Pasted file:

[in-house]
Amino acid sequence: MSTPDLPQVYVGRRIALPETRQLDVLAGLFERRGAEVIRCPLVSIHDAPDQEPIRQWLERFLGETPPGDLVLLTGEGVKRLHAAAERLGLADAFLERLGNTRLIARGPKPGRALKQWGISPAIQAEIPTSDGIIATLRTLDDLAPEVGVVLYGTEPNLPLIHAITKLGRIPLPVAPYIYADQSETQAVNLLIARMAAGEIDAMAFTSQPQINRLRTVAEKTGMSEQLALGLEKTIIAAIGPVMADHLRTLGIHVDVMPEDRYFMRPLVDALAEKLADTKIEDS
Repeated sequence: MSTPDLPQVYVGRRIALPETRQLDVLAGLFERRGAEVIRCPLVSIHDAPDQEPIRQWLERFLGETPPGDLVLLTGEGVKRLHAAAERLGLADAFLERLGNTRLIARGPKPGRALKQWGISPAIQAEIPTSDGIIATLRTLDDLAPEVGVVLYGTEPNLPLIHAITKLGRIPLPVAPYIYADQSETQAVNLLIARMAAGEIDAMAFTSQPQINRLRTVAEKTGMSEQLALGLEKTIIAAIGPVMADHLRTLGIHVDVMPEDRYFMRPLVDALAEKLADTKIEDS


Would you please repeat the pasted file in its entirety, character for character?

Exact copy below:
[in-house]
Amino acid sequence: MSTPDLPQVYVGRRIALPETRQLDVLAGLFERRGAEVIRCPLVSIHDAPDQEPIRQWLERFLGETPPGDLVLLTGEGVKRLHAAAERLGLADAFLERLGNTRLIARGPKPGRALKQWGISPAIQAEIPTSDGIIATLRTLDDLAPEVGVVLYGTEPNLPLIHAITKLGRIPLPVAPYIYADQSETQAVNLLIARMAAGEIDAMAFTSQPQINRLRTVAEKTGMSEQLALGLEKTIIAAIGPVMADHLRTLGIHVDVMPEDRYFMRPLVDALAEKLADTKIEDS
Repeated sequence: MSTPDLPQVYVGRRIALPETRQLDVLAGLFERRGAEVIRCPLVSIHDAPDQEPIRQWLERFLGETPPGDLVLLTGEGVKRLHAAAERLGLADAFLERLGNTRLIARGPKPGRALKQWGISPAIQAEIPTSDGIIATLRTLDDLAPEVGVVLYGTEPNLPLIHAITKLGRIPLPVAPYIYADQSETQAVNLLIARMAAGEIDAMAFTSQPQINRLRTVAEKTGMSEQLALGLEKTIIAAIGPVMADHLRTLGIHVDVMPEDRYFMRPLVDALAEKLADTKIEDS